Psychiatrists working within our current mental health system often complain they have no choice other than to practice as they do, which usually involves, for example, prescribing neuroleptics, otherwise called “antipsychotics” for everyone who seems to be having symptoms of “psychosis.”
I recently wrote down some principles I believe a psychiatrist could follow even while working within our current system, that would achieve a better balance between the possible benefits and risks of this kind of medication. In my practice as a non-prescribing therapist I haven’t had a chance to work with any psychiatrist who follows such principles, but I would like to be able to!
For people who come in with emerging problems with psychosis, I would want the psychiatrist to:
• Not assume that people were coming to him or her for medication. They might be coming just because the psychiatrist is seen as the highest authority in mental health care, and the person doesn’t want to mess around going to less than the highest authority when facing a serious problem. Instead, check in with people, what did they come seeking?
• Make sure the person knows that the medication will not do something like correct a known “biochemical imbalance.” People are likely to be coming in having heard this from various sources, and this may be motivating any requests for medications. People should end up on medication due to having believed misinformation, even if the psychiatrist was not the source of that misinformation.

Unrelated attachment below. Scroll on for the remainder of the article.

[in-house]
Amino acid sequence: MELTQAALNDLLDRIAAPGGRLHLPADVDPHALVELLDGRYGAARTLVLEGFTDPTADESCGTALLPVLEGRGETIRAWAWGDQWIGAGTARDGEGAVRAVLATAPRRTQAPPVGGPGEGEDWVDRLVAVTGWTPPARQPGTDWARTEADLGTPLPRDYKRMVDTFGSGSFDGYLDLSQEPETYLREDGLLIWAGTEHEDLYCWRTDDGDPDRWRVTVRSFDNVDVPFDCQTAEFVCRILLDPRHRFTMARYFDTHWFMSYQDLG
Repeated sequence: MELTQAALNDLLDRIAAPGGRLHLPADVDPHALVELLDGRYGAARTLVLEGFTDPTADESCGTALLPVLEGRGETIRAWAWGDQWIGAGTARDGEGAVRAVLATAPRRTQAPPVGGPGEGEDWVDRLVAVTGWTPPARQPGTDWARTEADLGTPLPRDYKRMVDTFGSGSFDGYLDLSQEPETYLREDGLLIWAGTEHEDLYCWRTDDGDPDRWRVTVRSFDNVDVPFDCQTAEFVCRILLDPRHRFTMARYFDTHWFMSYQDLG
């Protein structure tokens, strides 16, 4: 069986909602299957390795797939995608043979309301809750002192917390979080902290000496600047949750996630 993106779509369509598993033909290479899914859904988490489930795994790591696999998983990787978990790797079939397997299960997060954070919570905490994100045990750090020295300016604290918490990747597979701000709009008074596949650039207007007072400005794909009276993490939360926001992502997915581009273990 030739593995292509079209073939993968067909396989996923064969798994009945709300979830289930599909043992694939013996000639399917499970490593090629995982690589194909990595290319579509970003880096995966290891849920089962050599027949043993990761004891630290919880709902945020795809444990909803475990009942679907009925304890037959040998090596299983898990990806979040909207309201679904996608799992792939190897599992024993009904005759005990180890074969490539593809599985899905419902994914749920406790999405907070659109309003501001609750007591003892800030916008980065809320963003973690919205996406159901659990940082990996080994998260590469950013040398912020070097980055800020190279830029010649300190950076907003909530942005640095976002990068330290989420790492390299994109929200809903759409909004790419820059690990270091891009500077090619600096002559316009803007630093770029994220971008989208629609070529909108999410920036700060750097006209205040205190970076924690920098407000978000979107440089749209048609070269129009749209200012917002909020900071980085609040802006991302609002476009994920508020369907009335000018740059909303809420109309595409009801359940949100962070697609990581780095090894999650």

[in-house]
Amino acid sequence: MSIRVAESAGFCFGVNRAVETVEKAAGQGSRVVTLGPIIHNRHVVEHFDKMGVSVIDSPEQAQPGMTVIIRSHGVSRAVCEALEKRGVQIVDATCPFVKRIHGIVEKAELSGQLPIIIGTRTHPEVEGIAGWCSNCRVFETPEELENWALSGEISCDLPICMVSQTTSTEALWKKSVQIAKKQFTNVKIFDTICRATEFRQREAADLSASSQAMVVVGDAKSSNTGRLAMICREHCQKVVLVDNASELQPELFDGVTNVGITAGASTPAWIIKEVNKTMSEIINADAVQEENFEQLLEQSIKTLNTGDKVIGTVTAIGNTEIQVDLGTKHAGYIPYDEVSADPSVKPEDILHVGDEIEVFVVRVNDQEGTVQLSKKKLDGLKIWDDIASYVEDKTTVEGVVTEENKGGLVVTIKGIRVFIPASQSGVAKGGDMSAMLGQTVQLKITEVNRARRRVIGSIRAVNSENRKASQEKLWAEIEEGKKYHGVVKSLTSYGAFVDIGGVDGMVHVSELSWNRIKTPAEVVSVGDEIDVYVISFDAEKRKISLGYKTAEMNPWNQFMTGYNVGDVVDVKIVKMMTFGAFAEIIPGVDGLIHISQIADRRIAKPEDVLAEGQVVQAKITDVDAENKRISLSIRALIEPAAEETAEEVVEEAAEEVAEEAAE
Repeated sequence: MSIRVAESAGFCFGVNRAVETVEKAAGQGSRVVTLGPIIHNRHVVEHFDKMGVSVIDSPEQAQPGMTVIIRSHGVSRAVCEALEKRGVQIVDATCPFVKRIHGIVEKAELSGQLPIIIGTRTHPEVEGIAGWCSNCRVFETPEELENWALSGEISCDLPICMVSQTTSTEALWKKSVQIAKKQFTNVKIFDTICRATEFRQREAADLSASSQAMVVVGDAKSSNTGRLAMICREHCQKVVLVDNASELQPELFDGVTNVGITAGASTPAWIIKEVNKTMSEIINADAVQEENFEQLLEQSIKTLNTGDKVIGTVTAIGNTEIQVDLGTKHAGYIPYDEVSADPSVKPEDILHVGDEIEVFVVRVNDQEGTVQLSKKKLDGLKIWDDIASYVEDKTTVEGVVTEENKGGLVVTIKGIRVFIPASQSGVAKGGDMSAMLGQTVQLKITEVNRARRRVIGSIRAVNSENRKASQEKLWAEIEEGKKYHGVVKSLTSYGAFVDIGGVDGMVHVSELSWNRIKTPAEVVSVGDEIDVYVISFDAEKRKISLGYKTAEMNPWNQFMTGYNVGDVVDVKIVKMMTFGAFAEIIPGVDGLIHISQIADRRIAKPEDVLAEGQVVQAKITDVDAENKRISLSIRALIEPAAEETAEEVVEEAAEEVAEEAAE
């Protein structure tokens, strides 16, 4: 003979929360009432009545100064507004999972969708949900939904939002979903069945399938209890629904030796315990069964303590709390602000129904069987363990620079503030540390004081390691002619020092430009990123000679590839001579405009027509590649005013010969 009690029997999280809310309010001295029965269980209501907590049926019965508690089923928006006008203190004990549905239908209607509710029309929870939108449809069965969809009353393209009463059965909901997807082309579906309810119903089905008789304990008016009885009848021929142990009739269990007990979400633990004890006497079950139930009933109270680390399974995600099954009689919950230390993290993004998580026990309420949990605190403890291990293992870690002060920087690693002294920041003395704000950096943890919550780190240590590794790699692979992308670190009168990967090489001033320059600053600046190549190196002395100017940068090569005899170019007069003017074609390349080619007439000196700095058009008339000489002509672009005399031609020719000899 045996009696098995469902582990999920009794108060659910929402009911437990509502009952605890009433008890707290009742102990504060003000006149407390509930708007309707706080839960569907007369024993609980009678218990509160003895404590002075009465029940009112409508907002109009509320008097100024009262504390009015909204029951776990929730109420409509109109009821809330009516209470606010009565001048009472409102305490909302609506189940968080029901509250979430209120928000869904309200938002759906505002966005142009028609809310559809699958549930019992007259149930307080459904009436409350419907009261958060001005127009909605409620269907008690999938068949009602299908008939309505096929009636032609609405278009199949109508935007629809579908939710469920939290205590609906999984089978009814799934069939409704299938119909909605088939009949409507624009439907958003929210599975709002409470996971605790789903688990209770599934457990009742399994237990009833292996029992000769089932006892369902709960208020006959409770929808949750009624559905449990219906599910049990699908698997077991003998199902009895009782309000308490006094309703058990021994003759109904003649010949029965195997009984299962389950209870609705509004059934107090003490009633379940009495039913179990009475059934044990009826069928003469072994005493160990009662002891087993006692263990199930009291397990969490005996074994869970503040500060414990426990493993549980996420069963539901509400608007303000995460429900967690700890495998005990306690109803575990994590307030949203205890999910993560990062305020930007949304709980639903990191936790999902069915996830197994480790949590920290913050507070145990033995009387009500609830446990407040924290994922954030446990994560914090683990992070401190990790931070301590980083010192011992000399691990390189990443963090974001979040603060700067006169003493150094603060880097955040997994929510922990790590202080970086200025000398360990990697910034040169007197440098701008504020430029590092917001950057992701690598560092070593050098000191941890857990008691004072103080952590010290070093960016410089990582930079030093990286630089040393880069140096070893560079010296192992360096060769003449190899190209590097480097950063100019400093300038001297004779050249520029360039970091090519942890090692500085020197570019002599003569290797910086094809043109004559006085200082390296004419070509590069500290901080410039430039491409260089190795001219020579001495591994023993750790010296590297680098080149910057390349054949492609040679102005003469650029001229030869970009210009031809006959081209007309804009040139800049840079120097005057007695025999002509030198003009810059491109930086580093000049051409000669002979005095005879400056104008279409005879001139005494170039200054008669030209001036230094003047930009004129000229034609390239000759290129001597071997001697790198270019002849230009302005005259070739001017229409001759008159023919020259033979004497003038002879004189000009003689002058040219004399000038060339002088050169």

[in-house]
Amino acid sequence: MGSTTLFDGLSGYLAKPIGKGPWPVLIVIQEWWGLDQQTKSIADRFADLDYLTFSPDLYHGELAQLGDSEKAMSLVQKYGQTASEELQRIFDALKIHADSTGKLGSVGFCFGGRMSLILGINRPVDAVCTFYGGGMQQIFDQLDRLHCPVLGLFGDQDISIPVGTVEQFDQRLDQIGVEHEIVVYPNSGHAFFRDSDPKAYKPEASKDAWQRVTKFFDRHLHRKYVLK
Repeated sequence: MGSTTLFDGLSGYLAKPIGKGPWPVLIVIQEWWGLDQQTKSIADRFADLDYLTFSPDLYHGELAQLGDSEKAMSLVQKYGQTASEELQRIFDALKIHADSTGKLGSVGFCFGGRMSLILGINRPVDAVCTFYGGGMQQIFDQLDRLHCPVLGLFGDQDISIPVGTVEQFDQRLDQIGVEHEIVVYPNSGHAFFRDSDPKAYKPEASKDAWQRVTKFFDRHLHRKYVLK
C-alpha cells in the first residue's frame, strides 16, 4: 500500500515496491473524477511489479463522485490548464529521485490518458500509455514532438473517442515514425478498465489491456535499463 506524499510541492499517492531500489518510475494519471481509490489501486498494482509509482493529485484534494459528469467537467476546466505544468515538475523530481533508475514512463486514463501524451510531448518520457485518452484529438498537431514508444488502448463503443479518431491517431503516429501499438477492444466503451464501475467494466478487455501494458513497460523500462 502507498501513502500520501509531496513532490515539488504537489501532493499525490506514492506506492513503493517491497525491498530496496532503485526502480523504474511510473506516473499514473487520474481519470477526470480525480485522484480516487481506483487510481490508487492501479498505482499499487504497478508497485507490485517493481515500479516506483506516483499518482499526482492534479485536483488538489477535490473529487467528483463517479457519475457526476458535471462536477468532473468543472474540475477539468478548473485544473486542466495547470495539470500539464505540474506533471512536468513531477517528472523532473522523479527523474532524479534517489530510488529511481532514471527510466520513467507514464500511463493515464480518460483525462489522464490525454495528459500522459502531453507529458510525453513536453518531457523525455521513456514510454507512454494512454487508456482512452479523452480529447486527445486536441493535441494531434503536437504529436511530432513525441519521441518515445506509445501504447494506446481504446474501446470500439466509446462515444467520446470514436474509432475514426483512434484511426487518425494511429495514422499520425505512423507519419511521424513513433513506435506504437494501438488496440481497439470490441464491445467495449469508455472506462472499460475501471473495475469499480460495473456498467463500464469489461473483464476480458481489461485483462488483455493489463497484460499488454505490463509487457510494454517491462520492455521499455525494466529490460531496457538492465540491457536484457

o An alternative, shorthand explanation for what neuroleptics will do is, create a drugged or medicated state that relieves stress. By increasing indifference, the stress that is creating symptoms may be relieved enough that they fade, at least partially.
• Let the person know that there is a lot the psychiatrist doesn’t know about that person, and so the psychiatrist can’t say anything for sure about how the person will do if they try the medications or if they don’t, each case is highly individual.
o That is, some people recover without ever taking medications even at the level of psychosocial treatment currently available. Recovery at times is even very swift once a person feels understood, so it is even possible that waiting a few days or weeks could provide a chance for recovery to happen without medications. Some seem to need the medications more than others, at least for awhile. Some take the medications but get little or no help from them.
o Since there is uncertainty, decisions could best be made jointly, with the understanding that they are based on guesses or estimates that may not be accurate. The psychiatrist could protect him or herself from liability in a legal system that is more likely to acknowledge harm from lack of medication than it is to acknowledge harm from medication, by letting the person know that medications are an available choice for the person as the psychiatrist is willing to prescribe them if the person wants them (unless the problem seems too minor for there to be even a significant chance that the medications might be a reasonable choice.)
• Make sure people are aware that relying on medications may make the problem worse in the long run. So the person should be told that if they do start on medication, the goal should always be to get back off of it as soon as this can reasonably be done.
• Therapy should be suggested. If the psychiatrist does not do therapy or can’t do it in a way the person can afford, then refer whenever possible to a therapist who does work well with psychosis. Explain that therapy over time, if successful, can help the person get off the medication, though this is not easy.